Jedediah Caesar's Three Views From Space
still pleases me more than any of these shows
because one piece does that thing that sculpture does best. It rests, thinkingly and lovingly, on the stupidest, most elemental stuff and gets that stuff to actually change on you. Whatever else the show contains, Caesar manages to make disparate things
, like magazines or lemon rinds, into a singular material
. And then he manages to insist that the material
, even after it necessarily becomes a form
This is good, nourishing stuff. And for that matter, so is the sweetness and humility of the original gesture of all this work. It is right to look at all the things around us, the trash we produce and the stuff we sweep up, and know that it doesn't go away, that it goes to a place and becomes something else.
I like, for selfish reasons, that this work takes a geological look at our own detritus.
And for all my own prejudices about arriving at form, it is easy to admit that the grid makes this untitled wall piece the satisfying spatial adventure that it is:
It makes the grand idea more than process art. It becomes more like to make and understand peoplerock
. Not people rocks, but a monolithic substance that has been sampled from, not made and sliced. Caesar made a series of literal core sample shapes that were, well, literal. The enterprise turned into a too-specific fiction about core samples. The grid works better. It's empirical-looking without being specific. And it's ongoing. You'd want to count a number of circles and interpret what that means in terms of any core samples you've made as a young science student. Those geodey shapes remained objects--geological artifacts. A grid, on the other hand, is known for a fact to be endless. You get a sensation of genuine vastness never before possible with only, oh, I'd guess a few hundred pounds of material. Economical!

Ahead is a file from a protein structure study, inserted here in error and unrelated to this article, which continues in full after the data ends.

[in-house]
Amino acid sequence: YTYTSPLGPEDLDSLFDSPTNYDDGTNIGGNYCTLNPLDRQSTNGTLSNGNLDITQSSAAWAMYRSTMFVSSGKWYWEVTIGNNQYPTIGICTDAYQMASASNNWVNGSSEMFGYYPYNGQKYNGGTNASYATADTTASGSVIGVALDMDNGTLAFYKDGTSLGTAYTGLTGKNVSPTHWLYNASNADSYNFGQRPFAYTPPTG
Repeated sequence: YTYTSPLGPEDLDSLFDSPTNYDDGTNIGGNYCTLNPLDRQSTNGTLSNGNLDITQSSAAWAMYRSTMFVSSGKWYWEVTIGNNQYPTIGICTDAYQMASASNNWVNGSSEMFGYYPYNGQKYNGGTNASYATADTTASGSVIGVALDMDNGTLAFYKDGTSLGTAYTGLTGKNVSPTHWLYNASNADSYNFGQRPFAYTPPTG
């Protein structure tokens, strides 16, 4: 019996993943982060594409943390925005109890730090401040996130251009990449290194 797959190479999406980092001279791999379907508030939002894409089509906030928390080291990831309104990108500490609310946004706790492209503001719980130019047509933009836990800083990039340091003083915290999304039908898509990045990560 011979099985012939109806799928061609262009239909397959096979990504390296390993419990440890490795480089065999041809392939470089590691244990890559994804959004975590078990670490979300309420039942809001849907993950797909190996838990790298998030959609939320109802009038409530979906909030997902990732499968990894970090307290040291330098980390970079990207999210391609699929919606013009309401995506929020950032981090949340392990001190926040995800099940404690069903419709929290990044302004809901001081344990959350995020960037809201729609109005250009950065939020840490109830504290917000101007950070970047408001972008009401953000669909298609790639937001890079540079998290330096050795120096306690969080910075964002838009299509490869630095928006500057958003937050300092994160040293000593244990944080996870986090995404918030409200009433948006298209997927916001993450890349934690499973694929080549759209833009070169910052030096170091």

That's what I mean when I say that this piece asserts itself as material and not form, even though, duh, it obviously inhabits a form. The thing, though, is that the magic is formal, not the form. Grids and cubes are not simply magical disappearing shapes! The grid solved a particularly evil little problem in an elegant way. Once. On that back wall. Cubes and squares do not fare as well in the rest of the room.
One of the most compelling things about Caesar's work is that it's got this fatal flaw that he keeps chewing on and never spitting out. It's so interested in materiality and internality, and so uninvested in form, that it could become a boring sausagemaking project like that
! A dead end lurks around every corner, and Caesar surely knows this. And in the rest of the room, he's casting about for quick answers to hard problems, which is too bad. The prop piece. The potted plant. The crappy chair. Instead of doggedly, carefully insisting on material and material alone, he starts trying to do something with the materials he makes. And when he does this, he closes the door to vastness and geology. The rest of the pieces in the room are more about their form (and their relationship to art history and objectness) than anything else. Their materiality doesn't matter very much.
This is kind of a shame, but it's also par for the course. Sculpture is best when it is impossibly stupid, and it's always a better idea to keep hammering at the unsolvable problem no matter where or when the show is than it is to try to wind up with a decent product.
(I know, I know. Easy to say...)
You can't make something that is inherently bounded read as boundlessly as geology. You can't communicate something as paradoxical as the infinity of internal space using ordinary, physical means... in a small room, even! And that Caesar even does this once with such an improbable process is meaningful.